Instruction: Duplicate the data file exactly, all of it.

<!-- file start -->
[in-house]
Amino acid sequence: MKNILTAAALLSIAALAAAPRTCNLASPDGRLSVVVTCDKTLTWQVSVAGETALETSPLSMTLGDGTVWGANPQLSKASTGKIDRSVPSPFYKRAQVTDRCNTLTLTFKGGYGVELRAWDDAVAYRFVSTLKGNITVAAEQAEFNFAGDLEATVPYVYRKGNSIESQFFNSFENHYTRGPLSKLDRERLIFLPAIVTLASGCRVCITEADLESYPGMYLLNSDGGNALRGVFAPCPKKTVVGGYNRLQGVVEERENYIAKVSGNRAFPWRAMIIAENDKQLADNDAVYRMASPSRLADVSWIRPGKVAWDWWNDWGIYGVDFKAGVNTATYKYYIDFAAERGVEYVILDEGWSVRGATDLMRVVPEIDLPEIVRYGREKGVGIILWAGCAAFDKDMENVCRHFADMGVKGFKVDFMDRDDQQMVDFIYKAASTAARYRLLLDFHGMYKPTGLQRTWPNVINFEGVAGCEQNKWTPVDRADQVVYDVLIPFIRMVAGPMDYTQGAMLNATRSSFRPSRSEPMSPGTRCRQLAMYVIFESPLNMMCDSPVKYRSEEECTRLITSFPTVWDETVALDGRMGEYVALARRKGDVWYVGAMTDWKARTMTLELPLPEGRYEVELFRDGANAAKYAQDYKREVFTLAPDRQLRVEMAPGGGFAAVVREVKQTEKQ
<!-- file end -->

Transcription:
[in-house]
Amino acid sequence: MKNILTAAALLSIAALAAAPRTCNLASPDGRLSVVVTCDKTLTWQVSVAGETALETSPLSMTLGDGTVWGANPQLSKASTGKIDRSVPSPFYKRAQVTDRCNTLTLTFKGGYGVELRAWDDAVAYRFVSTLKGNITVAAEQAEFNFAGDLEATVPYVYRKGNSIESQFFNSFENHYTRGPLSKLDRERLIFLPAIVTLASGCRVCITEADLESYPGMYLLNSDGGNALRGVFAPCPKKTVVGGYNRLQGVVEERENYIAKVSGNRAFPWRAMIIAENDKQLADNDAVYRMASPSRLADVSWIRPGKVAWDWWNDWGIYGVDFKAGVNTATYKYYIDFAAERGVEYVILDEGWSVRGATDLMRVVPEIDLPEIVRYGREKGVGIILWAGCAAFDKDMENVCRHFADMGVKGFKVDFMDRDDQQMVDFIYKAASTAARYRLLLDFHGMYKPTGLQRTWPNVINFEGVAGCEQNKWTPVDRADQVVYDVLIPFIRMVAGPMDYTQGAMLNATRSSFRPSRSEPMSPGTRCRQLAMYVIFESPLNMMCDSPVKYRSEEECTRLITSFPTVWDETVALDGRMGEYVALARRKGDVWYVGAMTDWKARTMTLELPLPEGRYEVELFRDGANAAKYAQDYKREVFTLAPDRQLRVEMAPGGGFAAVVREVKQTEKQ